The General Framework Agreement for Peace in Bosnia and Herzegovina, also known as the Dayton Agreement, among other things, laid the foundations for the regulation and implementation of the military segments of the agreement. By focusing exclusively on the legal aspect of the agreement, it is possible to distinguish several important acts that we will divide according to their hierarchy, or simply put, to the strength of each other. With that, we will get their legal expression, as well as understand their legal force on an international level.
The Dayton Peace Agreement, in its annexes 1-A and 1-B, determines the framework according to which the process of regional military stabilization will take place, which shows special importance in today’s time of crisis. In order to understand the significance of these annexes, it is necessary to present a few introductory remarks. Annex 1-A defines the obligations that the parties to the agreement had to fulfill in order for the UNPROFOR war mission to cease and for the mandate of the “Implementation Force”, better known as IFOR, to enter into force.
These forces had the task of ensuring a continuous and permanent cessation of hostilities, a ban on the use of force by either side, and a ban on the entry of former warring parties into territory under the control of the other side. In addition, it was ordered that all such actions must be carried out with the consent of the state authorities, especially the Presidency of BiH, with full respect for the sovereignty and territorial integrity of BiH. Also, that annex determined the deployment of the military forces of the Republic of Bosnia and Herzegovina and other military formations in BiH in 3 phases. That included the withdrawal of heavy weapons, the establishment of an inter-entity line (for agreement purposes) and confidence-building measures. In addition to the above, Annex 1-A includes details of the establishment of the IFOR command structure and accompanying parameters, such as the establishment of a joint military commission, regular briefings, prisoner exchanges and other forms of cooperation.
In order to understand today’s military power imbalance of the signatory states of the Dayton Agreement, it is necessary to have an insight into Annex 1-B, which contains clear instructions for subregional arms control. The first three articles of this annex concern the establishment of peace, confidence-building and security and are not of a long-term nature. Article 4 of Annex 1-B stipulates that the parties under the auspices of the OSCE (Organization for Security and Co-operation in Europe) will reach an agreement on balanced arms levels and military size limits.
Adoption of the Subregional Arms Control Agreement
Annex 1-B stipulates the adoption of an Agreement on Subregional Arms Control, which must be based on the criteria of “population size, current military forces, defense needs and relative level of forces in the region”. The agreement was signed in Florence on 14 June 1996 under the auspices and coordination of the OSCE. The goal was to establish a numerical limit on the available means of weapons, tanks, artillery, armored combat vehicles, combat aircraft, combat helicopters and the like. Also, the agreement contains propositions of possible failure to reach an agreement within 180 days of the entry into force of Annex 1-B, where the limits would be set at a ratio of 5: 2: 2. What does that ratio set? The basic level of proportions was defined according to the then military capacities and population of the Federal Republic of Yugoslavia (FRY), where the FRY retains 75% of the basic level, the Republic of Croatia 30% and Bosnia and Herzegovina 30%.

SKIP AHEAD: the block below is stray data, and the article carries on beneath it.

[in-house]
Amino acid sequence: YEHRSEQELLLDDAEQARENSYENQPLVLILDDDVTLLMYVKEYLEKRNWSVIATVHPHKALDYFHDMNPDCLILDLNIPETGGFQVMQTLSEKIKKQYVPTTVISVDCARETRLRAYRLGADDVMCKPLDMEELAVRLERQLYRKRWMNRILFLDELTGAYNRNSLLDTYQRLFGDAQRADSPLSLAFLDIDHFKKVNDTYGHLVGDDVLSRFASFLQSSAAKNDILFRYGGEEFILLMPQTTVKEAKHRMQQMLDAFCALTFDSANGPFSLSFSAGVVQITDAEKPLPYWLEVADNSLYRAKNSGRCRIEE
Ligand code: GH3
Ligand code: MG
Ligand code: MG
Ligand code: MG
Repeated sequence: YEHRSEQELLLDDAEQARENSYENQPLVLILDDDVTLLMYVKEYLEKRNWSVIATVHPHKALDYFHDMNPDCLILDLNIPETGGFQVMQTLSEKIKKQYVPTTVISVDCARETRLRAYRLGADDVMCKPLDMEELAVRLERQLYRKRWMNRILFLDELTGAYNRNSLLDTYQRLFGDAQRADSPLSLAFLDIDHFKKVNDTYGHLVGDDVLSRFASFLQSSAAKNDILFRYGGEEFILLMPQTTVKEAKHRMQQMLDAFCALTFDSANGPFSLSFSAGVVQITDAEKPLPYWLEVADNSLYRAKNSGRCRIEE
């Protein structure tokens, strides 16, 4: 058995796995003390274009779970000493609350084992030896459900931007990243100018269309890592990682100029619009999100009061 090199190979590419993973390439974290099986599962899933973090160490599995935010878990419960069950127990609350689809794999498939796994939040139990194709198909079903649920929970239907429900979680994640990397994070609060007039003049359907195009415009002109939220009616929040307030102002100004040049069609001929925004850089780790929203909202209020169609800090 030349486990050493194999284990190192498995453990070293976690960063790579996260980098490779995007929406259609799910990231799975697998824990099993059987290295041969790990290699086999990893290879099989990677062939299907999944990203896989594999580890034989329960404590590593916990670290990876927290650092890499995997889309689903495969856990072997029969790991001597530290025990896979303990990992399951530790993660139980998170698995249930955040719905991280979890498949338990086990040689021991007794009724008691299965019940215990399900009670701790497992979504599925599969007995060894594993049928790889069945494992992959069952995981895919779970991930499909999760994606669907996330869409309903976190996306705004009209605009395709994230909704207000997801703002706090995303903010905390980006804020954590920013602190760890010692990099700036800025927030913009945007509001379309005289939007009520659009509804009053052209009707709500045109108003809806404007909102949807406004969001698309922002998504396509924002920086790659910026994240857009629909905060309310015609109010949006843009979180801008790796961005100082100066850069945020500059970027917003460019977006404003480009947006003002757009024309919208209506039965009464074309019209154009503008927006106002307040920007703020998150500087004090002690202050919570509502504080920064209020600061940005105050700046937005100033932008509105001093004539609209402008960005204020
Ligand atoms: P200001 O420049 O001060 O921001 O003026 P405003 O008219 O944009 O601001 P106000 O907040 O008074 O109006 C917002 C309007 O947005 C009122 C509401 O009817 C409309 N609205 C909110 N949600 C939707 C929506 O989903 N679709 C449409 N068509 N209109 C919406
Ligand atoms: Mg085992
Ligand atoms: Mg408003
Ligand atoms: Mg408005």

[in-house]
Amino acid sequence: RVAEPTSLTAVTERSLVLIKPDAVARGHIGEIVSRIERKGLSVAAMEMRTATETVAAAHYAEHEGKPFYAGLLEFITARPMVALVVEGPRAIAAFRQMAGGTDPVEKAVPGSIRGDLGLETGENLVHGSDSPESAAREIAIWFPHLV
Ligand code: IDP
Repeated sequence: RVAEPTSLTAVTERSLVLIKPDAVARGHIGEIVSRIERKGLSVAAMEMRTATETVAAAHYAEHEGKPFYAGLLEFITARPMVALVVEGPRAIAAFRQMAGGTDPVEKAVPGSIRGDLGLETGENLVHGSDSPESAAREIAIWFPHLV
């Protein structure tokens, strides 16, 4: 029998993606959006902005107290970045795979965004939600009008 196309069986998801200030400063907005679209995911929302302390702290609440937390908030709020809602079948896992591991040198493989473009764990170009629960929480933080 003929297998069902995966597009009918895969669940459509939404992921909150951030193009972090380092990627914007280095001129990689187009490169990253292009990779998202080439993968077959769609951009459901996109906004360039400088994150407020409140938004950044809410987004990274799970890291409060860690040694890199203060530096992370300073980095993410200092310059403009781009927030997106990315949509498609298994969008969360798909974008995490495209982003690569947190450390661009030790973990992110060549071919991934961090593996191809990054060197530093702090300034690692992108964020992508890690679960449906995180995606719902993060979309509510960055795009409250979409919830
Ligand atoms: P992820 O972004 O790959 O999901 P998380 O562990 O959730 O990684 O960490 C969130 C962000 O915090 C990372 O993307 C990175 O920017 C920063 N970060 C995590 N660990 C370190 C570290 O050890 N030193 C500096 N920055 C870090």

It is envisaged that each party may withdraw from the agreement if it determines that “extraordinary events” have endangered its interests. Simply put, these would be scenarios of rapid armament, for e.g., some of the parties, preparing and conducting maneuvers to conduct war operations and expand military capabilities. As we are witnessing, some of these scenarios, such as rapid armaments and maneuvers, are particularly evident in Serbia, which violates the conditions of the Agreement on Subregional Arms Control.
Considering the real imbalance at the beginning of the aggression on Bosnia and Herzegovina and the changed positions of power before the signing of the Dayton Peace Agreement in 1995, several facts should be kept in mind. Bosnia and Herzegovina lags behind the region not only in terms of its defense capacity, but also in terms of modernizing its armed forces. Another fact is that Serbia was involved in armed conflicts in the region several years after the signing of the Dayton Accords by operating in Kosovo, although a period of partial demilitarization had much earlier begun in Bosnia and Herzegovina and Croatia. Serbia started reducing its military capabilities only after Bosnia and Herzegovina and Croatia, and since 2008 and Kosovo’s independence, it has very often raised its combat readiness as a kind of regional publicity show.